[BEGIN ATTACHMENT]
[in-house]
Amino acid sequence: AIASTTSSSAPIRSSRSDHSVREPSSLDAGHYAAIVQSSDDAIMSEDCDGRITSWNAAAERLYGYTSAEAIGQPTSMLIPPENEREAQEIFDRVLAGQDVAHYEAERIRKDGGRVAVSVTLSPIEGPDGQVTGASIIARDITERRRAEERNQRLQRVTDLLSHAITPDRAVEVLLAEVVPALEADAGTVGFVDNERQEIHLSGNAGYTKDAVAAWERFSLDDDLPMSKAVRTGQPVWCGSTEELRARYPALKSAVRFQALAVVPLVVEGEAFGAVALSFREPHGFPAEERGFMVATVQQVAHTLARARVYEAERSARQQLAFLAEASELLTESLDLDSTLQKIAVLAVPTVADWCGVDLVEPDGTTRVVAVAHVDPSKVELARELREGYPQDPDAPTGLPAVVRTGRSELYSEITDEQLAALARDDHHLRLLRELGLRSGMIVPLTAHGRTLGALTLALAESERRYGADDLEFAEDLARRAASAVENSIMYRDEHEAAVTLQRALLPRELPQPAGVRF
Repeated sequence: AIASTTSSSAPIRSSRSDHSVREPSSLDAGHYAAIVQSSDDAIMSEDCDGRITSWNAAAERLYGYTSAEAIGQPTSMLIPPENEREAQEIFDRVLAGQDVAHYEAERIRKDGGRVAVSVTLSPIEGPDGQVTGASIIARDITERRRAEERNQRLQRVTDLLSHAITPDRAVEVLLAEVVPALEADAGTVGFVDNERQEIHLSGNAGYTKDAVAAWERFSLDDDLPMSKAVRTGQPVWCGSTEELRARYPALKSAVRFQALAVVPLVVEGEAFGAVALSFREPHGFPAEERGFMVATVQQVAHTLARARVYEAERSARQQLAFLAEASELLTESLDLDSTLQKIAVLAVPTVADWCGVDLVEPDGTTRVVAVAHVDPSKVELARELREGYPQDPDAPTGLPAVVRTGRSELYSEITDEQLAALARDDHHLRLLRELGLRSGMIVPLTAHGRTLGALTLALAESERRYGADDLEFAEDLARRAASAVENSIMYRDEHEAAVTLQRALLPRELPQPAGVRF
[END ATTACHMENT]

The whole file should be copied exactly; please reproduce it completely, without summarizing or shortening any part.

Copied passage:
[in-house]
Amino acid sequence: AIASTTSSSAPIRSSRSDHSVREPSSLDAGHYAAIVQSSDDAIMSEDCDGRITSWNAAAERLYGYTSAEAIGQPTSMLIPPENEREAQEIFDRVLAGQDVAHYEAERIRKDGGRVAVSVTLSPIEGPDGQVTGASIIARDITERRRAEERNQRLQRVTDLLSHAITPDRAVEVLLAEVVPALEADAGTVGFVDNERQEIHLSGNAGYTKDAVAAWERFSLDDDLPMSKAVRTGQPVWCGSTEELRARYPALKSAVRFQALAVVPLVVEGEAFGAVALSFREPHGFPAEERGFMVATVQQVAHTLARARVYEAERSARQQLAFLAEASELLTESLDLDSTLQKIAVLAVPTVADWCGVDLVEPDGTTRVVAVAHVDPSKVELARELREGYPQDPDAPTGLPAVVRTGRSELYSEITDEQLAALARDDHHLRLLRELGLRSGMIVPLTAHGRTLGALTLALAESERRYGADDLEFAEDLARRAASAVENSIMYRDEHEAAVTLQRALLPRELPQPAGVRF
Repeated sequence: AIASTTSSSAPIRSSRSDHSVREPSSLDAGHYAAIVQSSDDAIMSEDCDGRITSWNAAAERLYGYTSAEAIGQPTSMLIPPENEREAQEIFDRVLAGQDVAHYEAERIRKDGGRVAVSVTLSPIEGPDGQVTGASIIARDITERRRAEERNQRLQRVTDLLSHAITPDRAVEVLLAEVVPALEADAGTVGFVDNERQEIHLSGNAGYTKDAVAAWERFSLDDDLPMSKAVRTGQPVWCGSTEELRARYPALKSAVRFQALAVVPLVVEGEAFGAVALSFREPHGFPAEERGFMVATVQQVAHTLARARVYEAERSARQQLAFLAEASELLTESLDLDSTLQKIAVLAVPTVADWCGVDLVEPDGTTRVVAVAHVDPSKVELARELREGYPQDPDAPTGLPAVVRTGRSELYSEITDEQLAALARDDHHLRLLRELGLRSGMIVPLTAHGRTLGALTLALAESERRYGADDLEFAEDLARRAASAVENSIMYRDEHEAAVTLQRALLPRELPQPAGVRF